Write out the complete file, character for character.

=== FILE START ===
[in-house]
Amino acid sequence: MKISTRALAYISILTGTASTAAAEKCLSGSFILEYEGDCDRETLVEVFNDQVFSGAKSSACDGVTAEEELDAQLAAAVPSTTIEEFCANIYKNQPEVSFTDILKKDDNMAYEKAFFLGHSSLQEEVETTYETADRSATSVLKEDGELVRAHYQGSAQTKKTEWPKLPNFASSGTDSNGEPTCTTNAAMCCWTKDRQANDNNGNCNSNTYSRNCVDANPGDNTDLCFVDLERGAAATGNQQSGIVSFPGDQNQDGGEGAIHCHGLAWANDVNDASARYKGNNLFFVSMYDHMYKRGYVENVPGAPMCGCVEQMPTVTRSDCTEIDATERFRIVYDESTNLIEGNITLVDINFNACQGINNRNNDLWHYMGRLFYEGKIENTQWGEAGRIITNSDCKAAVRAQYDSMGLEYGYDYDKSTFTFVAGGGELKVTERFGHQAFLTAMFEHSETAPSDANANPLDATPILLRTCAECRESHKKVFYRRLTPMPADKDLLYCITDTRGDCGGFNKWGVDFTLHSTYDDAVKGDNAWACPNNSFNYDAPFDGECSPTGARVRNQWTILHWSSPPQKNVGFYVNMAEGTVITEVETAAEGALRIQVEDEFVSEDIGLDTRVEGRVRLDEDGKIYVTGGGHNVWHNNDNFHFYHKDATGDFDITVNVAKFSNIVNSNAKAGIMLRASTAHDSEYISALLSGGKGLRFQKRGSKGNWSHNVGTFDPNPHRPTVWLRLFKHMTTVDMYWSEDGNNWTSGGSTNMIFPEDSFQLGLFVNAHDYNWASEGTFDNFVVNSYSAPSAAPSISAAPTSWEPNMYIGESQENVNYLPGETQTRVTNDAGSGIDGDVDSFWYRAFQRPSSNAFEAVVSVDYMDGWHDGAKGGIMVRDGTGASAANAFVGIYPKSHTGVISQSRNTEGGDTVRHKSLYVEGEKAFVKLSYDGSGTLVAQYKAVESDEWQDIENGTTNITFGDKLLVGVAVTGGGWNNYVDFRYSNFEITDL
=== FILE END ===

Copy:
[in-house]
Amino acid sequence: MKISTRALAYISILTGTASTAAAEKCLSGSFILEYEGDCDRETLVEVFNDQVFSGAKSSACDGVTAEEELDAQLAAAVPSTTIEEFCANIYKNQPEVSFTDILKKDDNMAYEKAFFLGHSSLQEEVETTYETADRSATSVLKEDGELVRAHYQGSAQTKKTEWPKLPNFASSGTDSNGEPTCTTNAAMCCWTKDRQANDNNGNCNSNTYSRNCVDANPGDNTDLCFVDLERGAAATGNQQSGIVSFPGDQNQDGGEGAIHCHGLAWANDVNDASARYKGNNLFFVSMYDHMYKRGYVENVPGAPMCGCVEQMPTVTRSDCTEIDATERFRIVYDESTNLIEGNITLVDINFNACQGINNRNNDLWHYMGRLFYEGKIENTQWGEAGRIITNSDCKAAVRAQYDSMGLEYGYDYDKSTFTFVAGGGELKVTERFGHQAFLTAMFEHSETAPSDANANPLDATPILLRTCAECRESHKKVFYRRLTPMPADKDLLYCITDTRGDCGGFNKWGVDFTLHSTYDDAVKGDNAWACPNNSFNYDAPFDGECSPTGARVRNQWTILHWSSPPQKNVGFYVNMAEGTVITEVETAAEGALRIQVEDEFVSEDIGLDTRVEGRVRLDEDGKIYVTGGGHNVWHNNDNFHFYHKDATGDFDITVNVAKFSNIVNSNAKAGIMLRASTAHDSEYISALLSGGKGLRFQKRGSKGNWSHNVGTFDPNPHRPTVWLRLFKHMTTVDMYWSEDGNNWTSGGSTNMIFPEDSFQLGLFVNAHDYNWASEGTFDNFVVNSYSAPSAAPSISAAPTSWEPNMYIGESQENVNYLPGETQTRVTNDAGSGIDGDVDSFWYRAFQRPSSNAFEAVVSVDYMDGWHDGAKGGIMVRDGTGASAANAFVGIYPKSHTGVISQSRNTEGGDTVRHKSLYVEGEKAFVKLSYDGSGTLVAQYKAVESDEWQDIENGTTNITFGDKLLVGVAVTGGGWNNYVDFRYSNFEITDL